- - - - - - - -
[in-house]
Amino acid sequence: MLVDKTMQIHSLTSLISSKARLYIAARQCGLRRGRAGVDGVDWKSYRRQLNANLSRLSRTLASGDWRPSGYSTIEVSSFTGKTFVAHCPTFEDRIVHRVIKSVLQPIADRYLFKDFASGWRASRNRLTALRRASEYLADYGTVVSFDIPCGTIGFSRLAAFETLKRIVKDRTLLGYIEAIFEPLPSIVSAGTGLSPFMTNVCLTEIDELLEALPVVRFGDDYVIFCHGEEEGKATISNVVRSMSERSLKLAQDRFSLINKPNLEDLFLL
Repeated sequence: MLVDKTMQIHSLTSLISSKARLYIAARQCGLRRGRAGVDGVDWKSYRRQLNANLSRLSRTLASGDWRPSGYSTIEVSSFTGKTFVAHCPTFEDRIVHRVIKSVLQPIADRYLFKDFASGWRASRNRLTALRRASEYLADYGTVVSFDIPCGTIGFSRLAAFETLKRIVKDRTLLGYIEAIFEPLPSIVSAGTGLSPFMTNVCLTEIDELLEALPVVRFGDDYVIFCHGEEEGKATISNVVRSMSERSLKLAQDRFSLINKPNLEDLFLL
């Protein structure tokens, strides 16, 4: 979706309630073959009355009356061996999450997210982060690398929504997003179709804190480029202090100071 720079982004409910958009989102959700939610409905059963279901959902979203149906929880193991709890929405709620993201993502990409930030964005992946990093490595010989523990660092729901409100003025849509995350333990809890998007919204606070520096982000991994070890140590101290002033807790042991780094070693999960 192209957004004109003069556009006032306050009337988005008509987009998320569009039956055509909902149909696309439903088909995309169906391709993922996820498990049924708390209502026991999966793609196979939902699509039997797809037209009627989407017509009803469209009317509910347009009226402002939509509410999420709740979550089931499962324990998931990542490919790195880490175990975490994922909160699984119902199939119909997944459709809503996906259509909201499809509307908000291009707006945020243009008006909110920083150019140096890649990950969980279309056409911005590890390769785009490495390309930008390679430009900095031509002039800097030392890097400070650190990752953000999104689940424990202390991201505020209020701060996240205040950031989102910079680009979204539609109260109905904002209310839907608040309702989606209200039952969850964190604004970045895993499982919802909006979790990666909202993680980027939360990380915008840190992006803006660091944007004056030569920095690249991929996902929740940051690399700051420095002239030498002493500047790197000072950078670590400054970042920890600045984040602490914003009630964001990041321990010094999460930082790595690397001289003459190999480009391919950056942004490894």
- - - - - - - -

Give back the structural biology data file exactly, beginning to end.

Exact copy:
[in-house]
Amino acid sequence: MLVDKTMQIHSLTSLISSKARLYIAARQCGLRRGRAGVDGVDWKSYRRQLNANLSRLSRTLASGDWRPSGYSTIEVSSFTGKTFVAHCPTFEDRIVHRVIKSVLQPIADRYLFKDFASGWRASRNRLTALRRASEYLADYGTVVSFDIPCGTIGFSRLAAFETLKRIVKDRTLLGYIEAIFEPLPSIVSAGTGLSPFMTNVCLTEIDELLEALPVVRFGDDYVIFCHGEEEGKATISNVVRSMSERSLKLAQDRFSLINKPNLEDLFLL
Repeated sequence: MLVDKTMQIHSLTSLISSKARLYIAARQCGLRRGRAGVDGVDWKSYRRQLNANLSRLSRTLASGDWRPSGYSTIEVSSFTGKTFVAHCPTFEDRIVHRVIKSVLQPIADRYLFKDFASGWRASRNRLTALRRASEYLADYGTVVSFDIPCGTIGFSRLAAFETLKRIVKDRTLLGYIEAIFEPLPSIVSAGTGLSPFMTNVCLTEIDELLEALPVVRFGDDYVIFCHGEEEGKATISNVVRSMSERSLKLAQDRFSLINKPNLEDLFLL
């Protein structure tokens, strides 16, 4: 979706309630073959009355009356061996999450997210982060690398929504997003179709804190480029202090100071 720079982004409910958009989102959700939610409905059963279901959902979203149906929880193991709890929405709620993201993502990409930030964005992946990093490595010989523990660092729901409100003025849509995350333990809890998007919204606070520096982000991994070890140590101290002033807790042991780094070693999960 192209957004004109003069556009006032306050009337988005008509987009998320569009039956055509909902149909696309439903088909995309169906391709993922996820498990049924708390209502026991999966793609196979939902699509039997797809037209009627989407017509009803469209009317509910347009009226402002939509509410999420709740979550089931499962324990998931990542490919790195880490175990975490994922909160699984119902199939119909997944459709809503996906259509909201499809509307908000291009707006945020243009008006909110920083150019140096890649990950969980279309056409911005590890390769785009490495390309930008390679430009900095031509002039800097030392890097400070650190990752953000999104689940424990202390991201505020209020701060996240205040950031989102910079680009979204539609109260109905904002209310839907608040309702989606209200039952969850964190604004970045895993499982919802909006979790990666909202993680980027939360990380915008840190992006803006660091944007004056030569920095690249991929996902929740940051690399700051420095002239030498002493500047790197000072950078670590400054970042920890600045984040602490914003009630964001990041321990010094999460930082790595690397001289003459190999480009391919950056942004490894």